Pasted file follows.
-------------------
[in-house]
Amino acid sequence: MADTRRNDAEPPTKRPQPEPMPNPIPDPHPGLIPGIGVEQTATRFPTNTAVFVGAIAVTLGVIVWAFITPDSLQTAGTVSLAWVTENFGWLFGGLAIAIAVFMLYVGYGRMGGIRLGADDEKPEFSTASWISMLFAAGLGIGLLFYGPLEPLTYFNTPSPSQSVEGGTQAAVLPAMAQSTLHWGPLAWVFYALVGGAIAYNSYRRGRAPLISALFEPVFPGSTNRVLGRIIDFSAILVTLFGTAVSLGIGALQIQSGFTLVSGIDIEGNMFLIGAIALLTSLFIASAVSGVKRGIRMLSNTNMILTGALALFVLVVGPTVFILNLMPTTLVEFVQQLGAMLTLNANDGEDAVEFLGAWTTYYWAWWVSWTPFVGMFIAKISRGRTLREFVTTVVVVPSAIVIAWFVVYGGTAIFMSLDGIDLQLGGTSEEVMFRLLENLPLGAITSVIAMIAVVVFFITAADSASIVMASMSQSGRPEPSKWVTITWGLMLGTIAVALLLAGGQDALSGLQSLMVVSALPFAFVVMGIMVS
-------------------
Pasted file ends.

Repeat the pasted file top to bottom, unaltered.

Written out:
[in-house]
Amino acid sequence: MADTRRNDAEPPTKRPQPEPMPNPIPDPHPGLIPGIGVEQTATRFPTNTAVFVGAIAVTLGVIVWAFITPDSLQTAGTVSLAWVTENFGWLFGGLAIAIAVFMLYVGYGRMGGIRLGADDEKPEFSTASWISMLFAAGLGIGLLFYGPLEPLTYFNTPSPSQSVEGGTQAAVLPAMAQSTLHWGPLAWVFYALVGGAIAYNSYRRGRAPLISALFEPVFPGSTNRVLGRIIDFSAILVTLFGTAVSLGIGALQIQSGFTLVSGIDIEGNMFLIGAIALLTSLFIASAVSGVKRGIRMLSNTNMILTGALALFVLVVGPTVFILNLMPTTLVEFVQQLGAMLTLNANDGEDAVEFLGAWTTYYWAWWVSWTPFVGMFIAKISRGRTLREFVTTVVVVPSAIVIAWFVVYGGTAIFMSLDGIDLQLGGTSEEVMFRLLENLPLGAITSVIAMIAVVVFFITAADSASIVMASMSQSGRPEPSKWVTITWGLMLGTIAVALLLAGGQDALSGLQSLMVVSALPFAFVVMGIMVS